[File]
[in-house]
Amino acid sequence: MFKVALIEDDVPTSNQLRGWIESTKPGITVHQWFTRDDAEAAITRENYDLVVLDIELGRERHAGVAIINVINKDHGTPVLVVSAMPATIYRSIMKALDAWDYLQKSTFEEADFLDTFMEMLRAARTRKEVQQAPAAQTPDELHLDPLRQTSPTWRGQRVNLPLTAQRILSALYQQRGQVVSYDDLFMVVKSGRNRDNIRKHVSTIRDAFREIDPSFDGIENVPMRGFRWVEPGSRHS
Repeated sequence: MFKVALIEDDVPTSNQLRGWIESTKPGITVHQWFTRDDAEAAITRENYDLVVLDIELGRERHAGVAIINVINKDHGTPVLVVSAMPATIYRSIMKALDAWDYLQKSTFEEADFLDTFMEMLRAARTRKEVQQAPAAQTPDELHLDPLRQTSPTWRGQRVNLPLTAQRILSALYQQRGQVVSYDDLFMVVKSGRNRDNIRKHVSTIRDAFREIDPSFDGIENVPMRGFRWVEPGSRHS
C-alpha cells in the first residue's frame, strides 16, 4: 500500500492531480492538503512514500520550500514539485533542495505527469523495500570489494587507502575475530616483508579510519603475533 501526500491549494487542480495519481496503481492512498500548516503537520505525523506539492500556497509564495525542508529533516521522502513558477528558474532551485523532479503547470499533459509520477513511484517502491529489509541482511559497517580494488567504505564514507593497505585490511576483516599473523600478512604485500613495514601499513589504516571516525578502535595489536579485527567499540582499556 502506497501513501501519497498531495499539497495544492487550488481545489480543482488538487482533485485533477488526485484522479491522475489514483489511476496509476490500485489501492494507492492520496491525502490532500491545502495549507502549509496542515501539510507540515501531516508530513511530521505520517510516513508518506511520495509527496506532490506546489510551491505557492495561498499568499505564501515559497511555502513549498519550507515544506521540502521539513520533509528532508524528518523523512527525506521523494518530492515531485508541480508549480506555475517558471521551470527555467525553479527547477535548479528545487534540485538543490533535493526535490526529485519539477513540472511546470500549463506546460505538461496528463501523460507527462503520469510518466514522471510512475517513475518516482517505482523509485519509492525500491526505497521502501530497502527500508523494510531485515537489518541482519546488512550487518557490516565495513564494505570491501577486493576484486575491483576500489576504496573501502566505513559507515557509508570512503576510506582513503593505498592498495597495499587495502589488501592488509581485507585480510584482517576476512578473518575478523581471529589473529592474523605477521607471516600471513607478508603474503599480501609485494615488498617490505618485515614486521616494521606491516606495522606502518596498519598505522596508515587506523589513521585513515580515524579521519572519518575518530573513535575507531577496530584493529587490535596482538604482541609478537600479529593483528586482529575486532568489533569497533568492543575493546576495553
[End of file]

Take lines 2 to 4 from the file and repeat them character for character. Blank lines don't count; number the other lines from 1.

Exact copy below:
Amino acid sequence: MFKVALIEDDVPTSNQLRGWIESTKPGITVHQWFTRDDAEAAITRENYDLVVLDIELGRERHAGVAIINVINKDHGTPVLVVSAMPATIYRSIMKALDAWDYLQKSTFEEADFLDTFMEMLRAARTRKEVQQAPAAQTPDELHLDPLRQTSPTWRGQRVNLPLTAQRILSALYQQRGQVVSYDDLFMVVKSGRNRDNIRKHVSTIRDAFREIDPSFDGIENVPMRGFRWVEPGSRHS
Repeated sequence: MFKVALIEDDVPTSNQLRGWIESTKPGITVHQWFTRDDAEAAITRENYDLVVLDIELGRERHAGVAIINVINKDHGTPVLVVSAMPATIYRSIMKALDAWDYLQKSTFEEADFLDTFMEMLRAARTRKEVQQAPAAQTPDELHLDPLRQTSPTWRGQRVNLPLTAQRILSALYQQRGQVVSYDDLFMVVKSGRNRDNIRKHVSTIRDAFREIDPSFDGIENVPMRGFRWVEPGSRHS
C-alpha cells in the first residue's frame, strides 16, 4: 500500500492531480492538503512514500520550500514539485533542495505527469523495500570489494587507502575475530616483508579510519603475533 501526500491549494487542480495519481496503481492512498500548516503537520505525523506539492500556497509564495525542508529533516521522502513558477528558474532551485523532479503547470499533459509520477513511484517502491529489509541482511559497517580494488567504505564514507593497505585490511576483516599473523600478512604485500613495514601499513589504516571516525578502535595489536579485527567499540582499556 502506497501513501501519497498531495499539497495544492487550488481545489480543482488538487482533485485533477488526485484522479491522475489514483489511476496509476490500485489501492494507492492520496491525502490532500491545502495549507502549509496542515501539510507540515501531516508530513511530521505520517510516513508518506511520495509527496506532490506546489510551491505557492495561498499568499505564501515559497511555502513549498519550507515544506521540502521539513520533509528532508524528518523523512527525506521523494518530492515531485508541480508549480506555475517558471521551470527555467525553479527547477535548479528545487534540485538543490533535493526535490526529485519539477513540472511546470500549463506546460505538461496528463501523460507527462503520469510518466514522471510512475517513475518516482517505482523509485519509492525500491526505497521502501530497502527500508523494510531485515537489518541482519546488512550487518557490516565495513564494505570491501577486493576484486575491483576500489576504496573501502566505513559507515557509508570512503576510506582513503593505498592498495597495499587495502589488501592488509581485507585480510584482517576476512578473518575478523581471529589473529592474523605477521607471516600471513607478508603474503599480501609485494615488498617490505618485515614486521616494521606491516606495522606502518596498519598505522596508515587506523589513521585513515580515524579521519572519518575518530573513535575507531577496530584493529587490535596482538604482541609478537600479529593483528586482529575486532568489533569497533568492543575493546576495553